Google, Amazon, and Apple Have a Trillion Dollar Problem

Hi again, it’s Steven Levy, WIRED’s editor at large, with edition two of the Plaintext newsletter. Thanks for all your great comments about last week’s debut.

I got a lot of questions about how this winds up in your mailbox. Short answer: Subscribe to WIRED. If you’re reading this on our site, or someone passed it to you, make sure you get it weekly by subscribing to WIRED (discounted 50%), and in the process getting all of our amazing tech coverage in print and online. The cost for one year: $5.

Which is a particularly tiny piece of change compared to this week’s topic…

The Plain View

I have never watched the TV series Billions, though I hear it’s pretty good. The showrunners might consider changing the name, however, as billions no longer lands with the resonance it once had. Maybe it’s fine for those pikers in hedge funds, but in tech it’s as dated as the joke of Austin Powers holding out his pinky and invoking a sum that time has belittled.

Trillion is the new billion.

In August 2018, Apple became the first trillion-dollar tech company. A month later Amazon joined it. In April 2019, Microsoft crossed the threshold, and last month, Alphabet/Google slid into T-land. The only other entrants in this rarefied club are a couple of oil companies (boring!).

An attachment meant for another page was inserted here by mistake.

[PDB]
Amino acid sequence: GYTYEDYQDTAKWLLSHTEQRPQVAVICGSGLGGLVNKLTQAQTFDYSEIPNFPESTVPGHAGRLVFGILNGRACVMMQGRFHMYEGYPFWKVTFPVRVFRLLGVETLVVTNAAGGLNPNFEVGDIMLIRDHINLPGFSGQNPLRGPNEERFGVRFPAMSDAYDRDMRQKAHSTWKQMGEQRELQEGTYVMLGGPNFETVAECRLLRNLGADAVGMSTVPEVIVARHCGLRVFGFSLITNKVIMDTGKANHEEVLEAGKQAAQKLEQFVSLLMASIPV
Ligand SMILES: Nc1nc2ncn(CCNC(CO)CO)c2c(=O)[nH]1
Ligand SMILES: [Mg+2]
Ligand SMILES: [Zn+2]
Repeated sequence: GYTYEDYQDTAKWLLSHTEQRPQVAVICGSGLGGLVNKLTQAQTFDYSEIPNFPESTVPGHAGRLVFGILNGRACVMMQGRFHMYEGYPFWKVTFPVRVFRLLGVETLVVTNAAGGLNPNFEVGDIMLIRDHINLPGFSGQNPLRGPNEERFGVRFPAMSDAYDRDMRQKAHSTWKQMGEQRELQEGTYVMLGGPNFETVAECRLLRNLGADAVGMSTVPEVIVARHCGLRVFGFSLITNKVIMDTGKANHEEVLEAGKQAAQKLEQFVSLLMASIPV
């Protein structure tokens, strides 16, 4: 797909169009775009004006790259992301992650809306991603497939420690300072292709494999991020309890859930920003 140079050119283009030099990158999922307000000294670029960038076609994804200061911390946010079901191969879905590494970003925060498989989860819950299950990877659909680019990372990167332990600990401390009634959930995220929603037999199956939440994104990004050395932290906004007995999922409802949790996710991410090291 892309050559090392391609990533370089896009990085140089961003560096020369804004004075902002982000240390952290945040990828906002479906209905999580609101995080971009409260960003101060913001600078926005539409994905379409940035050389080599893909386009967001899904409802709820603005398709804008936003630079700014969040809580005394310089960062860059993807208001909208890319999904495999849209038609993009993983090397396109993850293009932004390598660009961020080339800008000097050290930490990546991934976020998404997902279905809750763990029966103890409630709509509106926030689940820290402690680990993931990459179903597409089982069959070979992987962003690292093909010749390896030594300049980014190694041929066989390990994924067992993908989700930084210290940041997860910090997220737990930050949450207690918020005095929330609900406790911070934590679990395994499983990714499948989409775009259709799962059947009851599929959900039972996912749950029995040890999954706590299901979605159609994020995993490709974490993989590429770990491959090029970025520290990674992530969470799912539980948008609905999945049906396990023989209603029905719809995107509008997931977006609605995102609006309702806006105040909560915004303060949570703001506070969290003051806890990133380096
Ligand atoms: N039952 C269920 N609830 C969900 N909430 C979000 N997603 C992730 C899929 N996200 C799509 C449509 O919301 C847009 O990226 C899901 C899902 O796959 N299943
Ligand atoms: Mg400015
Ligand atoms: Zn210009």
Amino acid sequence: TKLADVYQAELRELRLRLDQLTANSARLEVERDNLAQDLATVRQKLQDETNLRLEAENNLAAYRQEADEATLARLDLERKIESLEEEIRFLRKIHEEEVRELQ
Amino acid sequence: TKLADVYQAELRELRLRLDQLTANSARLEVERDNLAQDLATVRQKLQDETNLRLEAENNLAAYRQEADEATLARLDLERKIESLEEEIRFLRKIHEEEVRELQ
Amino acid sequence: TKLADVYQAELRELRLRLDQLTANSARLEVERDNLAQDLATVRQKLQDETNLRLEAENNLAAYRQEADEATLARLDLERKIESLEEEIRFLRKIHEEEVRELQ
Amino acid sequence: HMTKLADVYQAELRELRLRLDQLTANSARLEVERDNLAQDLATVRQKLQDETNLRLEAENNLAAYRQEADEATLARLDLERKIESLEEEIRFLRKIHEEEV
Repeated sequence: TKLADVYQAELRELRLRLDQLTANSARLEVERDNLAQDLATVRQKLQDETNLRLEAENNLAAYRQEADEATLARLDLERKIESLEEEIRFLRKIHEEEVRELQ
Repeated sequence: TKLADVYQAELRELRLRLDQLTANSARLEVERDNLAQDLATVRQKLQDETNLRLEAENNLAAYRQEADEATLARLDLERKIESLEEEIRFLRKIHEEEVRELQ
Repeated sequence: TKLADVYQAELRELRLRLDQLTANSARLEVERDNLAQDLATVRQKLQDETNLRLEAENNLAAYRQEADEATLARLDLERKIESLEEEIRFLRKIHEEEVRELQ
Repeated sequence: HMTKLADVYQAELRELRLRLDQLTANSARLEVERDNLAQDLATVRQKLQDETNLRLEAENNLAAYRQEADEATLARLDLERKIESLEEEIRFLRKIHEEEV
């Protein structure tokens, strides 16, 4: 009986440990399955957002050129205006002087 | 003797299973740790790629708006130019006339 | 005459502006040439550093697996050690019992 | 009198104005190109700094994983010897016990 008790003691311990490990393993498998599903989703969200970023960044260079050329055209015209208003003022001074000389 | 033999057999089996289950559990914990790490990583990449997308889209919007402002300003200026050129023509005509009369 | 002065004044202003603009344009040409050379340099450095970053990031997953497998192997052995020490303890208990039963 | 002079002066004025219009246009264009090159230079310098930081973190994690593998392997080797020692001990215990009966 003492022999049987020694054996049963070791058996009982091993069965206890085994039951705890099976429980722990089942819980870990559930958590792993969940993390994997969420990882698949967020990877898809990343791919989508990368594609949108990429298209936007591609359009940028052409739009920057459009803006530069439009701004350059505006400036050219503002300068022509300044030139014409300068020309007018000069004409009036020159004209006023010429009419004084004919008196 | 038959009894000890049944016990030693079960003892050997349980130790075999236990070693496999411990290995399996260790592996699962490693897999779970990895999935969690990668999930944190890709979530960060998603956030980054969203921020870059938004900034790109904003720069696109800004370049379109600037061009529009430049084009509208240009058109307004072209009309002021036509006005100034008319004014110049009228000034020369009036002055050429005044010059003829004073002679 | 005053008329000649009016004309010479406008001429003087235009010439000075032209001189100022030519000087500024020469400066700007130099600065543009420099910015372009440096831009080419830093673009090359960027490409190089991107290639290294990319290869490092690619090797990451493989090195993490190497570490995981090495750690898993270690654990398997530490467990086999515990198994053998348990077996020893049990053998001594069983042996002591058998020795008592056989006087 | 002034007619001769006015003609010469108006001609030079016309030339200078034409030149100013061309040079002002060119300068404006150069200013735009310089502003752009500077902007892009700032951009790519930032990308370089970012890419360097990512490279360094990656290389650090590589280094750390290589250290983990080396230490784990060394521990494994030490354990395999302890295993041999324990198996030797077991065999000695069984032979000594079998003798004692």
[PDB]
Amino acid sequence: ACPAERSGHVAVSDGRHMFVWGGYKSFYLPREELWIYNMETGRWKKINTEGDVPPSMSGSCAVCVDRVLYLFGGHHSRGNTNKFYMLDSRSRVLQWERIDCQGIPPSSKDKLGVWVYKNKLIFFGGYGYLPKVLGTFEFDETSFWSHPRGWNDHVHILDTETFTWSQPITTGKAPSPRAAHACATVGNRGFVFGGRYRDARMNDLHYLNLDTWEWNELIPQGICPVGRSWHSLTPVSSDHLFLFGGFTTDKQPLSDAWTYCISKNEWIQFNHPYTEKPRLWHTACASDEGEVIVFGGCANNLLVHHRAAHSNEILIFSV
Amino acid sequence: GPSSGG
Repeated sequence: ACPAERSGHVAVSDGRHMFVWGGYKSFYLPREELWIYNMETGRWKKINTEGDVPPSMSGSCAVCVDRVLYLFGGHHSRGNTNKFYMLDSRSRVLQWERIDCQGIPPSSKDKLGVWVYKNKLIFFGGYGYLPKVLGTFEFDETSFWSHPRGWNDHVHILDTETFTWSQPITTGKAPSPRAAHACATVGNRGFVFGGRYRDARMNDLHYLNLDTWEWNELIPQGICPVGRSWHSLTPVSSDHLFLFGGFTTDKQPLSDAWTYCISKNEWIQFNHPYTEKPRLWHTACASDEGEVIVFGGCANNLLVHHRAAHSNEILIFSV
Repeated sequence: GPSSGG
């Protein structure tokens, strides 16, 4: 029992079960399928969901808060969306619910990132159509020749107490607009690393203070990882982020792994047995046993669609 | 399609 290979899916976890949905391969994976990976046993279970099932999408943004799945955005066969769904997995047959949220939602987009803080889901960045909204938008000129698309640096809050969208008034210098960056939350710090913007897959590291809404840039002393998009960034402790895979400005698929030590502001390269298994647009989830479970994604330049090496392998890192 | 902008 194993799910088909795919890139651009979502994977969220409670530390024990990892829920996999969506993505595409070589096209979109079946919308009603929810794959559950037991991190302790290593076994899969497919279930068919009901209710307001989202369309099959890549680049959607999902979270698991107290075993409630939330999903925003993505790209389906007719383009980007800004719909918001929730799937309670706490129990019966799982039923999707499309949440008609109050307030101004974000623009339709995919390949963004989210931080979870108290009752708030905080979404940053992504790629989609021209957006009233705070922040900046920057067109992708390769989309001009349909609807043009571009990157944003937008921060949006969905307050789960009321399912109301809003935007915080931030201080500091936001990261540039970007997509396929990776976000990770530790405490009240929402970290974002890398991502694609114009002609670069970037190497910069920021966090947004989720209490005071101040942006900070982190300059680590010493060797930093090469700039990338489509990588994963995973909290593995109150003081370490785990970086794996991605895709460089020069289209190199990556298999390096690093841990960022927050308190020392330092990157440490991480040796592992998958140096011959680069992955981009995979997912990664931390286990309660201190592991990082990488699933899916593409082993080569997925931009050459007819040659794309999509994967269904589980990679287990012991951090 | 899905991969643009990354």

Though fluctuations have taken some of these tech firms back and forth across that line, they’re all still in trillion territory. (As I write this, Apple and Microsoft are each around $300 billion over the line.) And while Facebook is valued at a measly $620 billion or so, prognosticators, admiring the wide moat around its social media semi-monopoly, have it pegged as the next trillion-dollar baby.

Trillion. The single change in consonant doesn’t begin to encompass the transformation. Typing all the zeros will stress my fragile MacBook Pro keyboard, but here it is.


Let’s try to figure out what it means when companies change their B’s to T’s, soaring past the GDP of Norway. I’d argue that reaching that pinnacle is a mixed blessing. When quantitative standards pass certain thresholds, they become qualitative distinctions as well. I’m familiar with the founders of all four of those trillion-dollar companies, as well as the one in waiting, and not one of them in the early days ever dared to think of such a shockingly high corporate worth. (Well, maybe Bezos.) They all cherished their underdog mentalities. There are no underdogs worth a trillion dollars.

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